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dc.contributor.authorMurthy, Maitreyieng
dc.date.accessioned2012-11-14T12:32:06Z
dc.date.available2012-11-14T12:32:06Z
dc.date.issued2012-04-11eng
dc.date.submitted2012-04-11eng
dc.identifier.urihttp://hdl.handle.net/1956/6185
dc.description.abstractBackground -Under-nutrition is associated with sub-optimal or false -negative tuberculin responses, while BCG vaccination may produce false-positive reactions. The two-step tuberculin test may be of value in populations where under - nutrition is highly prevalent in young children as in India, to help identify individuals who could potentially boost their immune response to the second test, thus preventing them from undergoing further serial testing and preventing their misclassification as converters. We studied the factors that were associated with a sub-optimal response to the initial tuberculin skin test (TST) as well as an enhanced response following two-step testing in a cohort of adolescents. Materials and Methods - Adolescent subjects aged 11-18 years who attended high-schools and junior colleges in Palamaner Taluk, South India were recruited. Baseline demographic, clinical and anthropometric data were collected. A tuberculin test using 2 TU of RT23 was administered. Those who developed a sub-optimal response (less than 5mm) to this test were subjected to a second test 1-4 weeks following the initial test. Chi-square test and multiple logistic regression were used to test the association between the various categorical variables-demographic, socio-economic and clinical with sub-optimal and enhanced responses following two-step testing. Results- A total of 6643 participants were recruited, of whom 6608 underwent initial TST screening. Nearly 30% were under-nourished, and only about 62.3% had a BCG scar. 1257 (19%) developed a sub-optimal response to the initial TST (less than 5mm). Younger age {AOR 1.96 (1.31- 2.93)}, under-nutrition {AOR 1.22 (1.06-1.39)}, presence of BCG scar {AOR 0.74(0.65-0.85)} and higher socio-economic class {AOR 0.77(0.66-0.89)} were associated with a sub-optimal response. With repeat testing within 1-4 weeks of the first test ( N=1098), an enhanced response ( greater than or equal to 10mm, with an increment of 6mm or more over initial test) was seen in 47(4.3%) of the participants. With the sole criterion of greater than or equal to 6mm used to define an enhanced response, 145 (13.2%) developed such a response. A history of exposure was linked to an enhanced response at this cut-off {AOR 5.86 (1.15-29.76)}. A history of exposure was associated with development of an enhanced response; both at initial as well as at repeat testing {unadjusted OR 2.56 (1.15-5.54)}. Conclusion- The two-step tuberculin test may be useful in undernourished populations, to identify potential boosters and prevent their misclassification as converters during further tuberculin testing.eng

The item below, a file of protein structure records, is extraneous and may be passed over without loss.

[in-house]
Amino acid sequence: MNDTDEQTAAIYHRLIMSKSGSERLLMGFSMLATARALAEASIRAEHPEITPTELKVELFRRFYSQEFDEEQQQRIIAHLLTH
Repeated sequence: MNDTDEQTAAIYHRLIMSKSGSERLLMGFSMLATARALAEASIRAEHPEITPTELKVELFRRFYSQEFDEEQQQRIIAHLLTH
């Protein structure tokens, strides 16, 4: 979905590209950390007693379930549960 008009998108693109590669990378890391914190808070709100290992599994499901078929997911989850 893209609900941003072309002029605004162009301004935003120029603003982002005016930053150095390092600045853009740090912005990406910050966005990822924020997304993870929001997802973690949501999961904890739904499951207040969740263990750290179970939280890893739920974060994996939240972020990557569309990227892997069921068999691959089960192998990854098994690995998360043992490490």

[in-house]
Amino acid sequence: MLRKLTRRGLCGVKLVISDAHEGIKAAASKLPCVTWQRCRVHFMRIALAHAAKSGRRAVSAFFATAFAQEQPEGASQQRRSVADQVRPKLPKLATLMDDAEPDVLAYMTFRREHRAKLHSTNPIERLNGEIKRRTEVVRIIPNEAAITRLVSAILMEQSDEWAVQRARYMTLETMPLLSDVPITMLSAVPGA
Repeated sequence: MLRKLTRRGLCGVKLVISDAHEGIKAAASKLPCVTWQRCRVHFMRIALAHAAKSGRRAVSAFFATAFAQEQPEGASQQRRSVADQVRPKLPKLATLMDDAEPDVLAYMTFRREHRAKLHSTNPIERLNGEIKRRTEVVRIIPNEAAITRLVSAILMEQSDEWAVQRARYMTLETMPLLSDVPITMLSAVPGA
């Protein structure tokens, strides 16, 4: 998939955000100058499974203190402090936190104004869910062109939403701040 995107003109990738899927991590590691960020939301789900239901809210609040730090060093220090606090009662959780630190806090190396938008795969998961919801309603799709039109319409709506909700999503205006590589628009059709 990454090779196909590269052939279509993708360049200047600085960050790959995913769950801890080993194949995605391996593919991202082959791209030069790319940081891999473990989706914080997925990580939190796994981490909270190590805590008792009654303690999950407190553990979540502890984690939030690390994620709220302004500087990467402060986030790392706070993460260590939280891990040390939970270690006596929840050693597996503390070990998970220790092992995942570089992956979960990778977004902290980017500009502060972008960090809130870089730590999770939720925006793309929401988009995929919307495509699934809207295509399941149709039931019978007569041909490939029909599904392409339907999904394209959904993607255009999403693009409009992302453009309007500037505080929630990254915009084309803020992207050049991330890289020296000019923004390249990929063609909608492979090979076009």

dc.format.extent1322081 byteseng
dc.format.mimetypeapplication/pdfeng
dc.language.isoengeng
dc.publisherThe University of Bergeneng
dc.subjectTuberculosiseng
dc.subjectAdolescentseng
dc.subjectIndiaeng
dc.titleAssessment of the utility of repeat tuberculin testing: a prospective study of adolescents in a high tuberculosis prevalence setting in South Indiaeng
dc.typeMaster thesiseng
dc.type.degreeMaster of philosophy in international healtheng
dc.type.courseINTH395eng
dc.subject.archivecodeMastergradeng
dc.subject.nus769913eng
dc.type.programMAMD-INTHeng
dc.rights.holderCopyright the author. All rights reserved


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